“How can you be all right with just a shawl in such a frigid place? When the fire goes out, you’ll simply writhe about on the ground! Take it, Bah, take it, don’t be so fussy.”

But the man stubbornly refused. “It’s okay. I’ll be warm enough, don’t force me...”

“All right then, if you say so,” Men Mahu replied, now fully understanding that the sight of the old quilt really made him nauseous. “I’ll just keep it in this corner for now,” she added as she went into her room.

The man laid the bamboo mat near the fire, arranged the old sacks carefully and went to sleep, covering himself from head to foot with his shawl. As long as the fire was burning in the hearth, he felt quite warm and was soon fast asleep. But when the fire went out after an hour or so, he woke up to a raw, freezing cold that he had never before experienced in his life. He shivered all over. His feet were numb and his body felt as if it was covered with ice. He bent over and curled himself into a ball like a pupa in a cocoon, but still, he could feel no warmth at all. He clenched his jaws and ground his teeth and shoved his head between his thighs, but the biting cold crept up from the planks, crawled into his feet, bit into his body and penetrated his very bones. Finally, not able to withstand the onslaught of the stinging, hurting wintry chill, he sat up to rub his body and his feet. At that moment, he saw the old dirty quilt that Men Mahu had left in a corner and immediately crawled towards it. Dragging it to his makeshift bed, he pulled it over his body and tried to go back to sleep, quite forgetting about how old and filthy it had seemed to him earlier. Presently, he could feel the warmth stealing over him again. He made himself more comfortable beneath it and, after a while, fell once more into a deep sleep.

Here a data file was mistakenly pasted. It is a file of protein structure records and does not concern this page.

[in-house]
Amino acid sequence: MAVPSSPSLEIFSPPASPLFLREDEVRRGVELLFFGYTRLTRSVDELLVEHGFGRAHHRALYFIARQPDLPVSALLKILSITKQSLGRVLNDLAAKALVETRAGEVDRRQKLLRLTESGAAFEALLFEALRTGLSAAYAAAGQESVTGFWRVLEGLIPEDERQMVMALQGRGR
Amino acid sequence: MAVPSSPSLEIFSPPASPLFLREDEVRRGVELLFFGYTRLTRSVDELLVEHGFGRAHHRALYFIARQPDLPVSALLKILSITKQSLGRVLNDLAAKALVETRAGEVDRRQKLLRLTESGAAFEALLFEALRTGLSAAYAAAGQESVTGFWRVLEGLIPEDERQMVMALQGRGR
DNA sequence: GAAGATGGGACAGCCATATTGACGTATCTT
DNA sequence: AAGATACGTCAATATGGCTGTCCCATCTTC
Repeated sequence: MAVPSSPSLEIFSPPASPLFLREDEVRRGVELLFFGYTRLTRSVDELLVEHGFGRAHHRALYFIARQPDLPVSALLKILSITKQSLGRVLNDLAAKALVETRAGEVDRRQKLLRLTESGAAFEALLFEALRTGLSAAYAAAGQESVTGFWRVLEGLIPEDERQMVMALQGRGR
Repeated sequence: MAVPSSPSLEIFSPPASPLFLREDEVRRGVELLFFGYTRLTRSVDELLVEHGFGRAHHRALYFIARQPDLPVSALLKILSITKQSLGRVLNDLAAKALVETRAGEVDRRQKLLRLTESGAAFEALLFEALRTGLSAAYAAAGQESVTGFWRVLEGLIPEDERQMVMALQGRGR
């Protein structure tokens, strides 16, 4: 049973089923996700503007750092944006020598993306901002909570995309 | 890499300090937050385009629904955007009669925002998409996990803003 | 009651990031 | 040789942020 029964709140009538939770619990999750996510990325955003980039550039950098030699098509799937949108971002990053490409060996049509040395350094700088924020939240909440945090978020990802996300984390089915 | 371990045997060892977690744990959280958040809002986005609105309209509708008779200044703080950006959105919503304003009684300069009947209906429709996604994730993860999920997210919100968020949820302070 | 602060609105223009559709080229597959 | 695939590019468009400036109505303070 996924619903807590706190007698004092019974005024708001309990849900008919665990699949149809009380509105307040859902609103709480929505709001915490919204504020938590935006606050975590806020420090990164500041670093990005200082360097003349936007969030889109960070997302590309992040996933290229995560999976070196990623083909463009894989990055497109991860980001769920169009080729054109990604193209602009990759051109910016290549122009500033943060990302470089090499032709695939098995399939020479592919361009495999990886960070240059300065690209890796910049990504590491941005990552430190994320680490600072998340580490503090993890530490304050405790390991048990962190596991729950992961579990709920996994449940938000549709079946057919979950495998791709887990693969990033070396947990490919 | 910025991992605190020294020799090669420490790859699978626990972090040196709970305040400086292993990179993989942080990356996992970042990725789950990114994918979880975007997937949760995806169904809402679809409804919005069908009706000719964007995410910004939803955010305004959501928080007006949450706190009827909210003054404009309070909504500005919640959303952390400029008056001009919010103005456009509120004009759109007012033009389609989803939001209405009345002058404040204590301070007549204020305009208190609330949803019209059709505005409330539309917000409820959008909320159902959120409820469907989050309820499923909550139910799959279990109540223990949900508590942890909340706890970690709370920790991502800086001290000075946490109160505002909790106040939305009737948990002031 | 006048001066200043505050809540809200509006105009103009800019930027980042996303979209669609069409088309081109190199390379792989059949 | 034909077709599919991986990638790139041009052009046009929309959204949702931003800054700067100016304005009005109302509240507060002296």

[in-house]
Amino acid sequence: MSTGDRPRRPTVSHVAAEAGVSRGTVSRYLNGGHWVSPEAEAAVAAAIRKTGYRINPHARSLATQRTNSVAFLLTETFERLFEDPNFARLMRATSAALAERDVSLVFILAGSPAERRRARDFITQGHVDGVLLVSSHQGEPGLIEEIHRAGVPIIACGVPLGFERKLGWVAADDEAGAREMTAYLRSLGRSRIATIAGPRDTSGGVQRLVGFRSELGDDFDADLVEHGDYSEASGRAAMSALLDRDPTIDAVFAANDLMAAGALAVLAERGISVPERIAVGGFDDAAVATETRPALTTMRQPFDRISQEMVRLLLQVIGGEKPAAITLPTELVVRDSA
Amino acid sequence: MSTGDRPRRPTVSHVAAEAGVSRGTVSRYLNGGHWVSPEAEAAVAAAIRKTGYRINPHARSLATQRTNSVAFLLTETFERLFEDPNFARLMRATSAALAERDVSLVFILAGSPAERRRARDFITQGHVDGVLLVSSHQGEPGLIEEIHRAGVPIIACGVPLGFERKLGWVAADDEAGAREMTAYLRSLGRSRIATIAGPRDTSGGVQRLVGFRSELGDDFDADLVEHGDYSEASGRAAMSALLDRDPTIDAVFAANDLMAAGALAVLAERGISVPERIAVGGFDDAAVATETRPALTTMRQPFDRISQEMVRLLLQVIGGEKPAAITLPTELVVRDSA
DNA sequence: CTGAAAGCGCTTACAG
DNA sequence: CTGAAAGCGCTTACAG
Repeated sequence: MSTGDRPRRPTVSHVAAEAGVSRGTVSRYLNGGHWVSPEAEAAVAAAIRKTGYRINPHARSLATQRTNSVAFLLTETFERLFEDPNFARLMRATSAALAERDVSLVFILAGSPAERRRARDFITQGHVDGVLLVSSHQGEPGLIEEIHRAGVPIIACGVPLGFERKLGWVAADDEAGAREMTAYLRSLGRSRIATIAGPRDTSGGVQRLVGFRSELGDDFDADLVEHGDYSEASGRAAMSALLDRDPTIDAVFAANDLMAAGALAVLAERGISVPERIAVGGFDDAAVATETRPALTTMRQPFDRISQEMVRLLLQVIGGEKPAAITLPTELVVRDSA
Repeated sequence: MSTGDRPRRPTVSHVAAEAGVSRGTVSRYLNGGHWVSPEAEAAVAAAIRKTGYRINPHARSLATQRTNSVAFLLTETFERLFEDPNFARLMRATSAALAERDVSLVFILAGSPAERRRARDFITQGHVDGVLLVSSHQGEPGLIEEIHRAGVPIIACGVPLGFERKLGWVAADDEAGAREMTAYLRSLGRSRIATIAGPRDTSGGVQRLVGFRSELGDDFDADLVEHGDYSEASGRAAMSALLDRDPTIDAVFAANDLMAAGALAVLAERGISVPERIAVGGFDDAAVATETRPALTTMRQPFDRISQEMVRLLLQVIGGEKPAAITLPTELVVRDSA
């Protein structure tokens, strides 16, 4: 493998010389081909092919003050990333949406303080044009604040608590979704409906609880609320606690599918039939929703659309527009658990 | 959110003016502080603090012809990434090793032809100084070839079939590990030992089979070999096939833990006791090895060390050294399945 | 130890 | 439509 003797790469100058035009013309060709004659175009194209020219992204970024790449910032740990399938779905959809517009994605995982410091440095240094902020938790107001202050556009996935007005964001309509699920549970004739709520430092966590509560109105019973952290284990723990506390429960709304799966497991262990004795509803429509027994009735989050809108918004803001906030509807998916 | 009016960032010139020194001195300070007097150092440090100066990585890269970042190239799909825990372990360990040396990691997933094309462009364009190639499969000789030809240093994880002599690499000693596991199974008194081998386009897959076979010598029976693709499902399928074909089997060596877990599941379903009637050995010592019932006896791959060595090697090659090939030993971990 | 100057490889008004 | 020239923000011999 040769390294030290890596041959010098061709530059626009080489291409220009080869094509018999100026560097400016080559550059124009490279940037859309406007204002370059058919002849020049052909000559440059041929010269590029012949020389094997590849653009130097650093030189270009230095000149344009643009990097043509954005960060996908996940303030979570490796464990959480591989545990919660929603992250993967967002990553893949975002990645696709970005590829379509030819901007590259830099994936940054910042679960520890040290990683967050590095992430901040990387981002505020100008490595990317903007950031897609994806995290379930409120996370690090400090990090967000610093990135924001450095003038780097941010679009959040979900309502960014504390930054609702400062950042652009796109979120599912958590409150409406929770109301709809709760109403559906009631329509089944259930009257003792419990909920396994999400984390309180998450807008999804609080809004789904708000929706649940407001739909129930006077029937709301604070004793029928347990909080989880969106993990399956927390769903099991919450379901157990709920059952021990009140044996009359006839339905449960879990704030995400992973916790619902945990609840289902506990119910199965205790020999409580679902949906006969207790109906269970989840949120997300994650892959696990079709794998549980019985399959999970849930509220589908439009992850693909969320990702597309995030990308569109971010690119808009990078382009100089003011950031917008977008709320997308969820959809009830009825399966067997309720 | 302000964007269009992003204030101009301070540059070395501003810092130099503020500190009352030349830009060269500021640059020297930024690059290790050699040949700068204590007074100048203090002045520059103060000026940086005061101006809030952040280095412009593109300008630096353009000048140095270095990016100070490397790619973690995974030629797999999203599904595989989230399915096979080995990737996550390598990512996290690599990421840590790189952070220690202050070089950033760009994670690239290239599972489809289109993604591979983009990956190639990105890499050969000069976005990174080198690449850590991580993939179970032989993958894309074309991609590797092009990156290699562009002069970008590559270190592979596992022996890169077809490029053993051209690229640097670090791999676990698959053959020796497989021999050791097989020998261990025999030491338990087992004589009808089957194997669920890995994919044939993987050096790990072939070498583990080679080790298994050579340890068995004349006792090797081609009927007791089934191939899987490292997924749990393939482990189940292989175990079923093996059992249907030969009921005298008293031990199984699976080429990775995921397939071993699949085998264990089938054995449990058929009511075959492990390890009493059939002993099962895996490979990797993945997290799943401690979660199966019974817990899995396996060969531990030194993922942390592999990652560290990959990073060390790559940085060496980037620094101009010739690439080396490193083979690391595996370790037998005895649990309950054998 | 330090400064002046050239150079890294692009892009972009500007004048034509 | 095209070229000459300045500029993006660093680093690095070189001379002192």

When they got up in the morning, Men Mahu and her son saw the man fast asleep under the quilt. Now she understood everything, and on the spur of the moment, she decided to teach him a lesson for treating her with such arrogance. “I gave him the broth, no, he was revolted by it!” she said to herself. “I offered him the quilt, no, he was revolted by it too! But now, who’s snoring happily beneath it, huh? I’ll teach him some manners, just you wait...”

She fetched a large stick from the courtyard, dragged the quilt away from the sleeping man and began beating it with all the force at her command, cursing and berating it at the top of her voice, “You shameless creature!” She began rebuking the old quilt. “You brazen hussy! When people did not want you, why did you force yourself upon them!? Don’t you know they find you revolting? Where are your manners? Where is your self-respect? Today I’ll beat you up till you hop about like a frog! I’ll beat you up till you remember the lesson for the rest of your life!”

The man, who understood that the old woman was really rebuking him in giving the poor quilt a pounding, got up immediately. Gathering his belongings together, he ran away from there as fast as he could with Men Mahu’s son darting after him, demanding payment.

It was from then on that people started calling the inhabitants of Shella “The quilt-thieving Shella.” And if you ask me for the moral, I would say, ‘The wise know how to counsel.’


Kynpham Sing Nongkynrih teaches English literature at North-Eastern Hill University Shillong. His debut novel, Funeral Nights, is forthcoming from Westland in 2020

Published on January 24, 2020